0
Special Feature |

Picture of the Month—Quiz Case FREE

Eric J. Haas, MD; Linda Ernst, MD
[+] Author Affiliations

Section Editor: Samir S. Shah, MD


Arch Pediatr Adolesc Med. 2009;163(1):85. doi:10.1001/archpediatrics.2008.514-a.
Text Size: A A A
Published online

A previously healthy 3-year-old girl had 3 days of fever, decreased activity, and a limp. There was no antecedent trauma. She reported left hip pain and her mother noted an abnormal gait. On examination, the patient's temperature was 39.2°C. She had bilateral cervical lymphadenopathy with a prominent right-sided 2 × 2-cm anterior cervical lymph node with mild tenderness but no warmth or erythema. At her left hip, there was no tenderness to palpation, but range of motion was limited. The patient's peripheral white blood cell count was 13 400/μL (to convert to ×109/L, multiply by 0.001) with 36% segmented neutrophils. Her erythrocyte sedimentation rate was 72 mm/h, and C-reactive protein concentration was 3.2 mg/dL. Urinalysis, basic chemistry, and hepatic function testing results were within normal limits. Serologic tests for Bartonella henselaeantibodies did not reveal evidence of acute infection (IgM < 1:16; IgG, 1:128).

Computed tomography of the neck demonstrated multiple lymph nodes with focal necrosis (Figure 1). Computed tomography of the abdomen showed no hepatosplenic changes. However, magnetic resonance imaging revealed myositis of the left obturator internus and adductor longus muscles with abscess formation and bone marrow edema and enhancement in the left acetabulum (Figure 2). The patient was treated with intravenous clindamycin for presumed acute hematogenous bacterial osteomyelitis. During the next week, the patient's leg pain decreased and her gait improved. However, she remained febrile and her C-reactive protein concentration increased to 6.8 mg/dL. Biopsies of the lymph node (Figure 3A) and intramuscular fluid collection (Figure 3B) revealed the diagnosis.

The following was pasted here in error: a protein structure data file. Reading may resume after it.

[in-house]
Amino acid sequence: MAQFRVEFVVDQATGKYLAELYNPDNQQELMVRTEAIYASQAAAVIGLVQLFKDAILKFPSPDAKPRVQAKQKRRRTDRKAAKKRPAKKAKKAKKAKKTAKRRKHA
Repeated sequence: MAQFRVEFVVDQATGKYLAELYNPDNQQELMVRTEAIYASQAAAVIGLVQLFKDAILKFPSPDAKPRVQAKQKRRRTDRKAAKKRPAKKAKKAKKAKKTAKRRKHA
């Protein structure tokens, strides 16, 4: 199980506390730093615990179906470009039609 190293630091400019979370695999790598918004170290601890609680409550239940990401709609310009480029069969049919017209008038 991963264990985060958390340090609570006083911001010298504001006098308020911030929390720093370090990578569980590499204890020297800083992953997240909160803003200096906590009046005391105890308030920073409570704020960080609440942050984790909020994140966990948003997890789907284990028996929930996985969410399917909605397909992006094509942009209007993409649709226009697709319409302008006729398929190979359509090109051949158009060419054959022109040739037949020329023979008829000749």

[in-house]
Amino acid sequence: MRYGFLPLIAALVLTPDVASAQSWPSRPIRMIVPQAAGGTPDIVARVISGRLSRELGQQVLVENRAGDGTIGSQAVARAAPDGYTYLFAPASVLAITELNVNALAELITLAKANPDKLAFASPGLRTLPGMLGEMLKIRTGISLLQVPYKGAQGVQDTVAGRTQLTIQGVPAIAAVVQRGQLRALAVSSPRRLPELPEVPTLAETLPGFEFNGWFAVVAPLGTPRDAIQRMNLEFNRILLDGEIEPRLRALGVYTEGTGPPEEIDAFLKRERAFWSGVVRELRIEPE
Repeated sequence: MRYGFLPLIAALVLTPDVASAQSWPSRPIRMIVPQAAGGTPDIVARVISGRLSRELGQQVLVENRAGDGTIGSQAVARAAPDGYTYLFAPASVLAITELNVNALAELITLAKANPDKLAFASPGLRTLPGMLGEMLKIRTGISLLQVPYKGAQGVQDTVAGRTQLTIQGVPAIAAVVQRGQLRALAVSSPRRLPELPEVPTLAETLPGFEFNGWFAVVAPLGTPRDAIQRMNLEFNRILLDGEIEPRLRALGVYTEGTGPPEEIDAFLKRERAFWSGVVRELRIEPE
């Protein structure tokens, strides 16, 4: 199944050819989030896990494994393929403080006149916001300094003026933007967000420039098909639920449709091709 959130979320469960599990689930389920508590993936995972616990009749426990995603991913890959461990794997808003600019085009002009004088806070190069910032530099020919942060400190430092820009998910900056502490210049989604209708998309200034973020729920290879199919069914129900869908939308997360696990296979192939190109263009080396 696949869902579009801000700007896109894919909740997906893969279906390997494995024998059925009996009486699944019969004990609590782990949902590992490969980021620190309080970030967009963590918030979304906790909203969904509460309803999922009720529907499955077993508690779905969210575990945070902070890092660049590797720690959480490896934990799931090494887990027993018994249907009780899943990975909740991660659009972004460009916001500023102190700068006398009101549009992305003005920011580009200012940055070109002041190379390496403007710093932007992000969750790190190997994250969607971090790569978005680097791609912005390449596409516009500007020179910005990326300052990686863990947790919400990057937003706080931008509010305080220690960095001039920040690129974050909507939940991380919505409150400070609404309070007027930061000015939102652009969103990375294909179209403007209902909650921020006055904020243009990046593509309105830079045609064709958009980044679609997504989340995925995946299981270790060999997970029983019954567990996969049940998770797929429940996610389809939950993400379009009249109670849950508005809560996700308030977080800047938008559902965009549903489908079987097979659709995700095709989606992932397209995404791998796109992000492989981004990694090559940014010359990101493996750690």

Place holder to copy figure label and caption
Figure 1.

Computed tomography of the patient's neck with contrast. Multiple enhancing enlarged lymph nodes (arrow) with central necrosis and loss of tissue planes surrounding the nodes.

Graphic Jump Location

Place holder to copy figure label and caption
Figure 2.

Magnetic resonance imaging of the pelvis with contrast. A, Axial view. B, Coronal view. Myositis of muscles adjacent to left acetabulum (arrows) with osteomyelitis.

Graphic Jump Location

Place holder to copy figure label and caption
Figure 3.

A, Histologic section of the lymph node biopsy specimen showing effacement of normal lymph node architecture and replacement by granulomatous inflammation characterized by an outer rim of small lymphocytes and collections of epithelioid histiocytes with a pale eosinophilic appearance surrounding areas of suppurative necrosis (arrows) (hematoxylin-eosin staining, original magnification ×100). B, Histologic section of the needle biopsy specimen of left pelvic tissue showing a dense mixed inflammatory infiltrate composed of lymphocytes (far right) and collections of palisading epithelioid histiocytes (white arrows) surrounding areas of suppurative necrosis (black arrows) (hematoxylin-eosin staining, original magnification ×100). Inset, Warthin-Starry silver staining was performed and showed a few small rod-shaped organisms (arrow) (original magnification ×1000).